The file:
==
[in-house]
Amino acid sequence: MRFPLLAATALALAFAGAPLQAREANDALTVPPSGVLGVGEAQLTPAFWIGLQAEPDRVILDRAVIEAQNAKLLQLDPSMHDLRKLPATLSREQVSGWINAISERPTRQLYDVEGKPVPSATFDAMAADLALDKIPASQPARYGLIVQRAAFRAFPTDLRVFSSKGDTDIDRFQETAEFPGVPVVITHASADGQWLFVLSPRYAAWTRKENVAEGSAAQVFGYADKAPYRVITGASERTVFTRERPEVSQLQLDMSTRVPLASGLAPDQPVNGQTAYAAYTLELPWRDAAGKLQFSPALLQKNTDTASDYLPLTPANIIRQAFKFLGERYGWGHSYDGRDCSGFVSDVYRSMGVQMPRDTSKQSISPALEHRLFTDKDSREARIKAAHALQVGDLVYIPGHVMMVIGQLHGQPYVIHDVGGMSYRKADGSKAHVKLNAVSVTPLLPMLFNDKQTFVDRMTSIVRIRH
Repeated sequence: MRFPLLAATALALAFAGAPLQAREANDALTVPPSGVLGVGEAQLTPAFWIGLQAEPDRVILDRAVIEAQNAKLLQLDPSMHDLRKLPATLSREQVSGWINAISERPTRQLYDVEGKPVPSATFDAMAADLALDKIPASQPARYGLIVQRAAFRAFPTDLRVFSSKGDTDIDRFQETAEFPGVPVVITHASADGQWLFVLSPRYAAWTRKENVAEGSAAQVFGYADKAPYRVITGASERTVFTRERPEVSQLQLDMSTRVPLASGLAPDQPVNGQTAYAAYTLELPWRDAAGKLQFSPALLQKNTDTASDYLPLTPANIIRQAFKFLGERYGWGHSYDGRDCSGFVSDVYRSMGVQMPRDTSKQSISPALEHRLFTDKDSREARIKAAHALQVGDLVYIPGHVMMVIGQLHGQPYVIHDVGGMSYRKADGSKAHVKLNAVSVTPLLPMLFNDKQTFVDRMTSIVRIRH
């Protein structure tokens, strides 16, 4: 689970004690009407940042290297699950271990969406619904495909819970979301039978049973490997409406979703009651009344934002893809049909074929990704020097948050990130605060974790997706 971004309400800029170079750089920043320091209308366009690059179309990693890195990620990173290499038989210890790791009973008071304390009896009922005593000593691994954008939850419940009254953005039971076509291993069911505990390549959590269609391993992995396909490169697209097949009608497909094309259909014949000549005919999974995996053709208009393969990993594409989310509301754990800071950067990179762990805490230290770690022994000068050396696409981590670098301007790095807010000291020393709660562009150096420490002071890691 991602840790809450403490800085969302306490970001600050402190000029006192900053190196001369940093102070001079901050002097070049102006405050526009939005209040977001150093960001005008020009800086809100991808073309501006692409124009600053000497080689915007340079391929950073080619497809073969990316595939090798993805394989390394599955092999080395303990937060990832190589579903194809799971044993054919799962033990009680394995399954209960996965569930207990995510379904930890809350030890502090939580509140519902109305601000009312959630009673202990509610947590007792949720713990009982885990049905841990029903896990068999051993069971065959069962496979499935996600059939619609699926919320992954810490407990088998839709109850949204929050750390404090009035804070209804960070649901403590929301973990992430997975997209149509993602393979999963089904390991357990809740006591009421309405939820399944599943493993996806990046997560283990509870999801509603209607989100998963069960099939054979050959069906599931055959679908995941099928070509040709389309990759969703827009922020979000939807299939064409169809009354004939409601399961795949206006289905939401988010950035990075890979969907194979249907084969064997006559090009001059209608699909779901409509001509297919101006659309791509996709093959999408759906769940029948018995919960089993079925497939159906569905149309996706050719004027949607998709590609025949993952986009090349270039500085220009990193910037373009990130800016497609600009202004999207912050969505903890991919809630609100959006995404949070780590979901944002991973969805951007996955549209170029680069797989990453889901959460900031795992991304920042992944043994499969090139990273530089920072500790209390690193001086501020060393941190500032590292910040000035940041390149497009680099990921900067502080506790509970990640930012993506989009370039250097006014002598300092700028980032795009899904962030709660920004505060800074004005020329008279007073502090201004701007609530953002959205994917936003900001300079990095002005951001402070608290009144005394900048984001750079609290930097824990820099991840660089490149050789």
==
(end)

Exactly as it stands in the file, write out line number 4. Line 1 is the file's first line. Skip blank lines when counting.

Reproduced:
């Protein structure tokens, strides 16, 4: 689970004690009407940042290297699950271990969406619904495909819970979301039978049973490997409406979703009651009344934002893809049909074929990704020097948050990130605060974790997706 971004309400800029170079750089920043320091209308366009690059179309990693890195990620990173290499038989210890790791009973008071304390009896009922005593000593691994954008939850419940009254953005039971076509291993069911505990390549959590269609391993992995396909490169697209097949009608497909094309259909014949000549005919999974995996053709208009393969990993594409989310509301754990800071950067990179762990805490230290770690022994000068050396696409981590670098301007790095807010000291020393709660562009150096420490002071890691 991602840790809450403490800085969302306490970001600050402190000029006192900053190196001369940093102070001079901050002097070049102006405050526009939005209040977001150093960001005008020009800086809100991808073309501006692409124009600053000497080689915007340079391929950073080619497809073969990316595939090798993805394989390394599955092999080395303990937060990832190589579903194809799971044993054919799962033990009680394995399954209960996965569930207990995510379904930890809350030890502090939580509140519902109305601000009312959630009673202990509610947590007792949720713990009982885990049905841990029903896990068999051993069971065959069962496979499935996600059939619609699926919320992954810490407990088998839709109850949204929050750390404090009035804070209804960070649901403590929301973990992430997975997209149509993602393979999963089904390991357990809740006591009421309405939820399944599943493993996806990046997560283990509870999801509603209607989100998963069960099939054979050959069906599931055959679908995941099928070509040709389309990759969703827009922020979000939807299939064409169809009354004939409601399961795949206006289905939401988010950035990075890979969907194979249907084969064997006559090009001059209608699909779901409509001509297919101006659309791509996709093959999408759906769940029948018995919960089993079925497939159906569905149309996706050719004027949607998709590609025949993952986009090349270039500085220009990193910037373009990130800016497609600009202004999207912050969505903890991919809630609100959006995404949070780590979901944002991973969805951007996955549209170029680069797989990453889901959460900031795992991304920042992944043994499969090139990273530089920072500790209390690193001086501020060393941190500032590292910040000035940041390149497009680099990921900067502080506790509970990640930012993506989009370039250097006014002598300092700028980032795009899904962030709660920004505060800074004005020329008279007073502090201004701007609530953002959205994917936003900001300079990095002005951001402070608290009144005394900048984001750079609290930097824990820099991840660089490149050789």